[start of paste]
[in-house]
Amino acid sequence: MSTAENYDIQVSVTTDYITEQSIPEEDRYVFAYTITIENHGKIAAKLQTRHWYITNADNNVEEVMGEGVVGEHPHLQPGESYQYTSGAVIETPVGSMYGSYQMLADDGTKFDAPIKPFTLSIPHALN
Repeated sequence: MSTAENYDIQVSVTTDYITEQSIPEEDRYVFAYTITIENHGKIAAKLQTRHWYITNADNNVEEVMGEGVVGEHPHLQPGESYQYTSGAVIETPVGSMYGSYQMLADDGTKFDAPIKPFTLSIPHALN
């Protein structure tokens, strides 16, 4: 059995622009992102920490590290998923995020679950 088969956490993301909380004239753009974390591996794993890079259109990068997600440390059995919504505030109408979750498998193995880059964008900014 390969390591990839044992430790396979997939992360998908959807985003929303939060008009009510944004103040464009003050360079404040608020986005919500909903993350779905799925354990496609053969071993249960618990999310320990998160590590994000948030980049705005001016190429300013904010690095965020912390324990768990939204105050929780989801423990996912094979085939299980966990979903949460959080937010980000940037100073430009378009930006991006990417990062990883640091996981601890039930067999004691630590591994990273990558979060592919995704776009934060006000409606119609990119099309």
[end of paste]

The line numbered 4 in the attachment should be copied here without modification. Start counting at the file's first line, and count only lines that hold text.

């Protein structure tokens, strides 16, 4: 059995622009992102920490590290998923995020679950 088969956490993301909380004239753009974390591996794993890079259109990068997600440390059995919504505030109408979750498998193995880059964008900014 390969390591990839044992430790396979997939992360998908959807985003929303939060008009009510944004103040464009003050360079404040608020986005919500909903993350779905799925354990496609053969071993249960618990999310320990998160590590994000948030980049705005001016190429300013904010690095965020912390324990768990939204105050929780989801423990996912094979085939299980966990979903949460959080937010980000940037100073430009378009930006991006990417990062990883640091996981601890039930067999004691630590591994990273990558979060592919995704776009934060006000409606119609990119099309």